Memphis and the Mississippi

Memphis TN was the western side of a plot of land called the Jackson Purchase, back in 1819. President Andrew Jackson met with two local investors, James Winchester and John Overton in May of that year to found the new community to be called Memphis, named after the capital city of Egypt. The perch on top of a bluff protected it from a roaming river that likes to change its course every so often.

Its place beside the Mississippi River gained it some importance as a trading port, and a crossing point on the river. It was established on land bought from the Chickasaw Indians, long the dominant tribe in the area. Cotton and hardwood came to be traded here, in such volume that it became the world capital of the cotton and hardwood trade, a title it has held for many decades.

In the 1950’s, when the Interstate Highway system came into being, thought was given to straightening out some curves of the river at Memphis.  This could control the width, keep it to one size. To do this, they made the channel a long, gentle curve going into the area. The old channel was filled in with dikes and jetties to slow the flow of the water in the old channel. Then they cut out a large swath right through an Island to create the new channel. The skinny strip of land that now houses the Harbor Town community is a small portion of the original, called Mud Island. What originally created it was a sunken gunboat, a victim of Union forces in the Civil War Battle of Memphis. Silt collected around the boat and created the island.

Something that always confused this writer as a kid was a relief map of Memphis in 1937, located in a room at the local museum, the Pink Palace. It showed the river going in two directions south of where the railroad and car bridges are now. What had happened after that time of the map was the diversion of the stream going southeast, making the river go west. The city claimed the land that had been in the middle as President’s Island. It became an industrial port along its east side, with two roads following the curvature of the land. Most of President’s Island was left as part of the river’s flood basin, land it could cover when flood season came. In the 2010 flood, the river tried to create another channel in that area, but the Corps of Engineers kept that under control by maintaining the channel.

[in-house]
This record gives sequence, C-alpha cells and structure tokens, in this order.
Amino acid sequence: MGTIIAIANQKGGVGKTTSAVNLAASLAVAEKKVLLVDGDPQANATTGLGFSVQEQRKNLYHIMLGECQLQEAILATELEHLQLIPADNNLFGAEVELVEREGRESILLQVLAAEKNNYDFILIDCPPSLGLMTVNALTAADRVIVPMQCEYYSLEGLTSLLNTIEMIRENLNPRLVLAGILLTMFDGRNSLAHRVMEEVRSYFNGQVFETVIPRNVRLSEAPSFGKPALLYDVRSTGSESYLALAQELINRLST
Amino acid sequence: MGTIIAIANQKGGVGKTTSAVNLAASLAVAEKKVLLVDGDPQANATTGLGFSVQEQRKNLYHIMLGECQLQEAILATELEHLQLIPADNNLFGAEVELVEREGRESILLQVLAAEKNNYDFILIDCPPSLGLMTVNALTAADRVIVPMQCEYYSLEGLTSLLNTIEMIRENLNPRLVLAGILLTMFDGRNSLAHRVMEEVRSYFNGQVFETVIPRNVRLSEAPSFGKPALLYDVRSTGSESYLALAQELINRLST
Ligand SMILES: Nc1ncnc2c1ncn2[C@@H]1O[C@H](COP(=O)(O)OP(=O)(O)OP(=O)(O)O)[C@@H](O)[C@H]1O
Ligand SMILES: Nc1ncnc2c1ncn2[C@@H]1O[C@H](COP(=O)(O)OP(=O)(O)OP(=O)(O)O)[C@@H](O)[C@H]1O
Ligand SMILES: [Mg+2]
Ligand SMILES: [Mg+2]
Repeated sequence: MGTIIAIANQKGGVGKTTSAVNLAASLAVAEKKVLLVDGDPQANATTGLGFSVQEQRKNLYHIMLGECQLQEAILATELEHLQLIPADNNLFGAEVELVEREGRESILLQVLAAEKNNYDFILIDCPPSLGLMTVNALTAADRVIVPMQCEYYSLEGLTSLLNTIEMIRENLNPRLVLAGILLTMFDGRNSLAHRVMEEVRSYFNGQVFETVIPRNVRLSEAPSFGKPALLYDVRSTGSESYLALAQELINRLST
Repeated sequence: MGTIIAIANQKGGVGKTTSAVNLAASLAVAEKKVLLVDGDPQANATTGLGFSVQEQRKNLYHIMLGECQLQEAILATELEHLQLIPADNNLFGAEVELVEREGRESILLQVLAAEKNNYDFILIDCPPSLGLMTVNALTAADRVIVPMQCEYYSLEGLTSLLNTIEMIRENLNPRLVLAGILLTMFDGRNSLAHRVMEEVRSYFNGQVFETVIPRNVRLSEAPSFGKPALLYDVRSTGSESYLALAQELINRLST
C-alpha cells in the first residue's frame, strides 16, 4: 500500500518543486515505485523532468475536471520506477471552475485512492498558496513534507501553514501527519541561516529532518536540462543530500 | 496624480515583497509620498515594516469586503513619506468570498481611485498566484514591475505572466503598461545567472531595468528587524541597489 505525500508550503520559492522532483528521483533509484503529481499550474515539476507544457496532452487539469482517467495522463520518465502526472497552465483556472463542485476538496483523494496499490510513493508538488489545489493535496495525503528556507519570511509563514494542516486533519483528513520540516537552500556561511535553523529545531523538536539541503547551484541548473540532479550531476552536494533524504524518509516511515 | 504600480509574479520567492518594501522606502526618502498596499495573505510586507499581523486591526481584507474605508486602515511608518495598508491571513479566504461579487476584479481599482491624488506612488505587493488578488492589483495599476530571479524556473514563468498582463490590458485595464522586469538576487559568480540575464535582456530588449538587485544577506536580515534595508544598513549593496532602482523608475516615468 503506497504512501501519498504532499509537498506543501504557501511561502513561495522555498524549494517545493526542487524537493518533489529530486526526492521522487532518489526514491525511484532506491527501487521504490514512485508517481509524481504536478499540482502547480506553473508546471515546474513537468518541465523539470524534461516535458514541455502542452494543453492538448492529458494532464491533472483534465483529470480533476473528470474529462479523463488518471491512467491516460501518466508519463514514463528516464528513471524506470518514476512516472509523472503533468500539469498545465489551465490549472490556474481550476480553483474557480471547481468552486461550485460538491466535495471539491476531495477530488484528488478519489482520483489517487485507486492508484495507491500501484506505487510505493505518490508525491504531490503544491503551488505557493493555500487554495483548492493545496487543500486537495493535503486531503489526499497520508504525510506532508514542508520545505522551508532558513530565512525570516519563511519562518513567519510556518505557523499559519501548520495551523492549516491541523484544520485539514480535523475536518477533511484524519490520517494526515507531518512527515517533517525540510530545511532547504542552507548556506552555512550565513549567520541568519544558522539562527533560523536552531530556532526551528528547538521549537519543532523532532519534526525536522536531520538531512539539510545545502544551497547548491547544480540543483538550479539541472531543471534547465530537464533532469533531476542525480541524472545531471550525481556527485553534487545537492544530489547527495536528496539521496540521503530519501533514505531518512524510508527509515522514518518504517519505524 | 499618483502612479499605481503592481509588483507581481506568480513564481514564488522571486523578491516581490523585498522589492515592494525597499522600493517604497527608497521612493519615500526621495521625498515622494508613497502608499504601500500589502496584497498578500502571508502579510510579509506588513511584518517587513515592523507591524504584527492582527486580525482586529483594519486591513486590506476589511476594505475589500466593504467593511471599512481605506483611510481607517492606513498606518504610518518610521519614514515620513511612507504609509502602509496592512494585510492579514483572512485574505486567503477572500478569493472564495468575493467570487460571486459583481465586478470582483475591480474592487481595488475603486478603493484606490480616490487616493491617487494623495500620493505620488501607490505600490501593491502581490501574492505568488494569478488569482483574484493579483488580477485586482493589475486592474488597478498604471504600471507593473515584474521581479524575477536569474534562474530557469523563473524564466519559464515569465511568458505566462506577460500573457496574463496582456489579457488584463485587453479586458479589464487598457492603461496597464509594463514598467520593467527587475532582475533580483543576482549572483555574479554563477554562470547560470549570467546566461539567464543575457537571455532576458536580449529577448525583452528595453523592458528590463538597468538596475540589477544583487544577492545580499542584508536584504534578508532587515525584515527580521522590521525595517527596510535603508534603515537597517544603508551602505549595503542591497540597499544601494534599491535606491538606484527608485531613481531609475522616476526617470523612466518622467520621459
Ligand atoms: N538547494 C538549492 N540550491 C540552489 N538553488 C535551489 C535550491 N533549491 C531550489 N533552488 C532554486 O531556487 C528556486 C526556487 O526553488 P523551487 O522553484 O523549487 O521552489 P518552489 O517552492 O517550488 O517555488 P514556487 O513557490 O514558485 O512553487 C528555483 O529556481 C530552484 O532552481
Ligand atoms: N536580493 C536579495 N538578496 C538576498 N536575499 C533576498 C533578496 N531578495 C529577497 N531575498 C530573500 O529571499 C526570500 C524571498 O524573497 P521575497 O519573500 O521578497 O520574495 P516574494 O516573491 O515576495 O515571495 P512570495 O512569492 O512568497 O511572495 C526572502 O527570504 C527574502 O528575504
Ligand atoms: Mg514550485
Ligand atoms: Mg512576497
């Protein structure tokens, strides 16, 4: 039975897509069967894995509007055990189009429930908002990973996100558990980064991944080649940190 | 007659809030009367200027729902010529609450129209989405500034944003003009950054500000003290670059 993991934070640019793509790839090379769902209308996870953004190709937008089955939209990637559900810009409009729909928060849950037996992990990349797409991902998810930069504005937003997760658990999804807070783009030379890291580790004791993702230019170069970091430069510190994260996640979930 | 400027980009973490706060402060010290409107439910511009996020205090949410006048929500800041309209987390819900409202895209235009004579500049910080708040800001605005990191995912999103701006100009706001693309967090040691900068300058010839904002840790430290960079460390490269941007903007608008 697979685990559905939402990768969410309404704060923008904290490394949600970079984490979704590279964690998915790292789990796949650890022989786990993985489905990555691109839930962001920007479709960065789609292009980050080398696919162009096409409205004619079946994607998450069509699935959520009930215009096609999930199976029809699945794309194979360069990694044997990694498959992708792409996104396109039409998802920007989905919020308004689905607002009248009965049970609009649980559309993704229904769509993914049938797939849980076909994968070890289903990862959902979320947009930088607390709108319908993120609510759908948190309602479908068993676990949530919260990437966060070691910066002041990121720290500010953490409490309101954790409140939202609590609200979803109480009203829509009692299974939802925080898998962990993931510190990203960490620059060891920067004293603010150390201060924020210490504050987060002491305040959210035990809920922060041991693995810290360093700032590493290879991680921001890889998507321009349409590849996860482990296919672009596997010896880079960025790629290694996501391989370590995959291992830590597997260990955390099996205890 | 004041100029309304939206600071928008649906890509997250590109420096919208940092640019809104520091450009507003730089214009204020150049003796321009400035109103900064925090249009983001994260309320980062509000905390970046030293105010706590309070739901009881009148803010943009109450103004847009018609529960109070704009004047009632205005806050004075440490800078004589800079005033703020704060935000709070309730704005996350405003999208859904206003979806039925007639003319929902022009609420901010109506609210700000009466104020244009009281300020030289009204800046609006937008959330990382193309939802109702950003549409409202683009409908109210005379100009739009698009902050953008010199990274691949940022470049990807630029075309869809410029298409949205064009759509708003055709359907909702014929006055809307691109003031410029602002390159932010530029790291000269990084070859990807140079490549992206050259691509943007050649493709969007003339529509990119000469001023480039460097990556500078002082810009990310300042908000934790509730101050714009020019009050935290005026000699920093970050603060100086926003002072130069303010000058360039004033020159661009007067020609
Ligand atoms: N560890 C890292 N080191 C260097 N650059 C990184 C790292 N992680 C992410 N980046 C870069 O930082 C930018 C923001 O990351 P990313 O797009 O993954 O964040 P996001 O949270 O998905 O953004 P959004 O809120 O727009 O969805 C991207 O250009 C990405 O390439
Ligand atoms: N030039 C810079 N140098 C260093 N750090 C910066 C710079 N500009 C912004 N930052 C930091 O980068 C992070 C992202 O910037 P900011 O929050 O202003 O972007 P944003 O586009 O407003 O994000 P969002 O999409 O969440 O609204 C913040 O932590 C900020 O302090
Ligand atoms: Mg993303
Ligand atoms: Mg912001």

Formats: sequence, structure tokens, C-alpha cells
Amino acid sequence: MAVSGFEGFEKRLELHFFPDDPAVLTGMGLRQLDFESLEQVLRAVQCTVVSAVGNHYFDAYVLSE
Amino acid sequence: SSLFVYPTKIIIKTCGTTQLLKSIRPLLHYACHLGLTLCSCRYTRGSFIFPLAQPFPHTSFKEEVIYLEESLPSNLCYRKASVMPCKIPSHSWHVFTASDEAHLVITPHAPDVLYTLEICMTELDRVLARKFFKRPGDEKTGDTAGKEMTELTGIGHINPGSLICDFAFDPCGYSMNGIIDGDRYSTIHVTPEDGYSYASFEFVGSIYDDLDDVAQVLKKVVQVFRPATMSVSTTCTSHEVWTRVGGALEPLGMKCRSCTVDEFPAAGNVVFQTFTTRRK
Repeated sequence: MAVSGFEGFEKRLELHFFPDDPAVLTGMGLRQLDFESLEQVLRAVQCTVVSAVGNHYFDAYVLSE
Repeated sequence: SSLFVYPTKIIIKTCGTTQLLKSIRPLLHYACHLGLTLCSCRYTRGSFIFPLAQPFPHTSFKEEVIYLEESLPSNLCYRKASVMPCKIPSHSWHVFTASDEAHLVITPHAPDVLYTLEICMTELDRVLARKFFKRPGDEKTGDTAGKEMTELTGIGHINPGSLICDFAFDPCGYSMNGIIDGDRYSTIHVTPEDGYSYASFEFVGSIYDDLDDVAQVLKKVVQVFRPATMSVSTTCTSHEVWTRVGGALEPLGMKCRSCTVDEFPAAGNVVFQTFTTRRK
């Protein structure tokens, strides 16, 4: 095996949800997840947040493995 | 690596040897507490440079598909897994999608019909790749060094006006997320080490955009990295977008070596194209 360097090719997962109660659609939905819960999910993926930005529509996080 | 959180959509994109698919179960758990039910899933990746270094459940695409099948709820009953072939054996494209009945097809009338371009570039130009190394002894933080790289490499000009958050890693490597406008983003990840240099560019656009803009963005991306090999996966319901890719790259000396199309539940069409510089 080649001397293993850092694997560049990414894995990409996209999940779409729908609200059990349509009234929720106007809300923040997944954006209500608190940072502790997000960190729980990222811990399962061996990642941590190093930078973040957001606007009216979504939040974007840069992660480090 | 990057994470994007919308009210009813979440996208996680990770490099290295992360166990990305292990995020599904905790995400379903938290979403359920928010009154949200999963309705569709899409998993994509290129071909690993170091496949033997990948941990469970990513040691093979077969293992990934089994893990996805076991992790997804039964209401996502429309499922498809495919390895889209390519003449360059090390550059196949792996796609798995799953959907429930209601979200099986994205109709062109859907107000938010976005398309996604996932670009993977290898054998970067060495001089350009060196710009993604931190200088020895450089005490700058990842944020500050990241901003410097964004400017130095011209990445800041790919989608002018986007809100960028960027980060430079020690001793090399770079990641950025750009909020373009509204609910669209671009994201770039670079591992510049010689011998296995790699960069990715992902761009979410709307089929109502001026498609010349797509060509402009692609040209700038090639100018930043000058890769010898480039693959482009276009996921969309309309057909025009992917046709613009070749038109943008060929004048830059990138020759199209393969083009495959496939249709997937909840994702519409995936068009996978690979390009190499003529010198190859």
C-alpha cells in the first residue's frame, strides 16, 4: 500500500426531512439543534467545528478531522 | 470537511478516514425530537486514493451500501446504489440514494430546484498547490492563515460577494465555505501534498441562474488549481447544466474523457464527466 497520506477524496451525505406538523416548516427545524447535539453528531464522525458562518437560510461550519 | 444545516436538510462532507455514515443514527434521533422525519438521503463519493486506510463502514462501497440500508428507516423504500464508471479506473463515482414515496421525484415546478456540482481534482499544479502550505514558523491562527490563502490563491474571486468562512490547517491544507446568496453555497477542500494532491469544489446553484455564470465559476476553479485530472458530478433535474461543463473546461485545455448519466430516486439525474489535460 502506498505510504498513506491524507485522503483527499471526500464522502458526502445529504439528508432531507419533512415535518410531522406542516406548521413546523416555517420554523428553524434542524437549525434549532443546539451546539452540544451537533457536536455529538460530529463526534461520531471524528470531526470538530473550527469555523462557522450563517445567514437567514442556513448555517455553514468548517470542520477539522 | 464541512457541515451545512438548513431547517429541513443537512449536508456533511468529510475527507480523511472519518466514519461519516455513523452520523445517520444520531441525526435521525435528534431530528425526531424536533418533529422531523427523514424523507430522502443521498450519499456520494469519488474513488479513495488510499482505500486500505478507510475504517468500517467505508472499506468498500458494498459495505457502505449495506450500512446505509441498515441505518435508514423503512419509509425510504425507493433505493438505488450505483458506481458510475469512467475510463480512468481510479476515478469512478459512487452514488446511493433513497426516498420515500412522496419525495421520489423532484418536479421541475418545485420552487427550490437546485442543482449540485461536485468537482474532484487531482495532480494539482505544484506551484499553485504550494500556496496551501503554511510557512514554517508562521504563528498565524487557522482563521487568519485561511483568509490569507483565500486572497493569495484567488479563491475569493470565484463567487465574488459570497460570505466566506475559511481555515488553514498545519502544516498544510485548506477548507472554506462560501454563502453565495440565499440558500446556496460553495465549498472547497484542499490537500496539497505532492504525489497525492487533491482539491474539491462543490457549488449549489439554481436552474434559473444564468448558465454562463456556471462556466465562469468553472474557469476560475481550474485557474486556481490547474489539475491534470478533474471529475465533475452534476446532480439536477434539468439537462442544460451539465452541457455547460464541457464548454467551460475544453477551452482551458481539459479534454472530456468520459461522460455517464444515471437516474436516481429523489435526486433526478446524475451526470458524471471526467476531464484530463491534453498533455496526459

With the Mississippi River at Memphis, most of its water comes from the Ohio River basin, which drains the Midwest and the Tennessee River valley. The Mississippi is organized in two parts, Upper and Lower Mississippi. The Upper Mississippi River flows from its source to Cairo Illinois, and the Lower Mississippi from that point downstream to the Gulf of Mexico. The Upper Mississippi can have a major flood, with considerable property damage, etc., and the water coming from it won’t even put the river at Memphis up to its flood plain. But let the Ohio River get loaded up, and Memphis sees water back to the levee, 2 miles west of downtown Memphis.

I could go on about the river and the management thereof, but the absolute best piece of work written about that is a book called Rising Tide, by John Barry. He covers river management from Civil War days onward, in exhaustive detail. It goes at length into events happening and various cities’ reactions to it, during the first half of the 20th Century, up and down the river. Consult the book for details and give yourself a month or more to read it.

Memphis loves being on a hillside called the Fourth Chickasaw Bluff, which protects most of the city. Wolf River, a tributary joining just upstream, got flooded with backwaters of the Mississippi, added to its own water, and the city had to erect a floodwall along its northern side. Some of the wall is still in place. Further upstream, a private school football field became a large water polo arena during flood season.

When the river is in the 40-foot range, some places become accessible by water that aren’t at other times, and some other places that usually are accessible at normal river levels are underwater. You could drive along Riverside Drive in front of the city and be at eye level with the Memphis Queen fleet while in your car. In 2010, Beale Street at Riverside was underwater. Half of the city’s riverfront park, Tom Lee Park was underwater. The park was expanded in 1991 with a major infill project that pulled silt from the river bottom and protected it from the river with large rocks. It more than doubled the park area.

Yeah, Memphis enjoys its river view, water everywhere. But it hates the river flooding up in its backyard.

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